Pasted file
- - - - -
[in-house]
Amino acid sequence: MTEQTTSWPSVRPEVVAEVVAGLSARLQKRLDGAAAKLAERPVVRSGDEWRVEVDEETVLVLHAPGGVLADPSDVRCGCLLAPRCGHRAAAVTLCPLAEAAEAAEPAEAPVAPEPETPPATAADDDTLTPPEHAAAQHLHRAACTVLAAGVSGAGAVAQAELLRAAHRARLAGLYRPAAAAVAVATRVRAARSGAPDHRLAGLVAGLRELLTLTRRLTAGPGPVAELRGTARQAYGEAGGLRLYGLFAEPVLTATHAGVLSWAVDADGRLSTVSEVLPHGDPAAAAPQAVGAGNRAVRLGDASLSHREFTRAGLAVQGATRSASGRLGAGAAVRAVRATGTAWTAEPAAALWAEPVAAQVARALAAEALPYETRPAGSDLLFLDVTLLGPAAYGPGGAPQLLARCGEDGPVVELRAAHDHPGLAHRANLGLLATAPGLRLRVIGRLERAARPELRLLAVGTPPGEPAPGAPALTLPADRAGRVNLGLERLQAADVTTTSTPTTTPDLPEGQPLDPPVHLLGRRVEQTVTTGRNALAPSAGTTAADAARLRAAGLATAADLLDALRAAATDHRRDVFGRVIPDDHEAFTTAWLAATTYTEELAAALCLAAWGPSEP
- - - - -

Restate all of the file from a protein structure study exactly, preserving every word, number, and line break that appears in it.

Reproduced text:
[in-house]
Amino acid sequence: MTEQTTSWPSVRPEVVAEVVAGLSARLQKRLDGAAAKLAERPVVRSGDEWRVEVDEETVLVLHAPGGVLADPSDVRCGCLLAPRCGHRAAAVTLCPLAEAAEAAEPAEAPVAPEPETPPATAADDDTLTPPEHAAAQHLHRAACTVLAAGVSGAGAVAQAELLRAAHRARLAGLYRPAAAAVAVATRVRAARSGAPDHRLAGLVAGLRELLTLTRRLTAGPGPVAELRGTARQAYGEAGGLRLYGLFAEPVLTATHAGVLSWAVDADGRLSTVSEVLPHGDPAAAAPQAVGAGNRAVRLGDASLSHREFTRAGLAVQGATRSASGRLGAGAAVRAVRATGTAWTAEPAAALWAEPVAAQVARALAAEALPYETRPAGSDLLFLDVTLLGPAAYGPGGAPQLLARCGEDGPVVELRAAHDHPGLAHRANLGLLATAPGLRLRVIGRLERAARPELRLLAVGTPPGEPAPGAPALTLPADRAGRVNLGLERLQAADVTTTSTPTTTPDLPEGQPLDPPVHLLGRRVEQTVTTGRNALAPSAGTTAADAARLRAAGLATAADLLDALRAAATDHRRDVFGRVIPDDHEAFTTAWLAATTYTEELAAALCLAAWGPSEP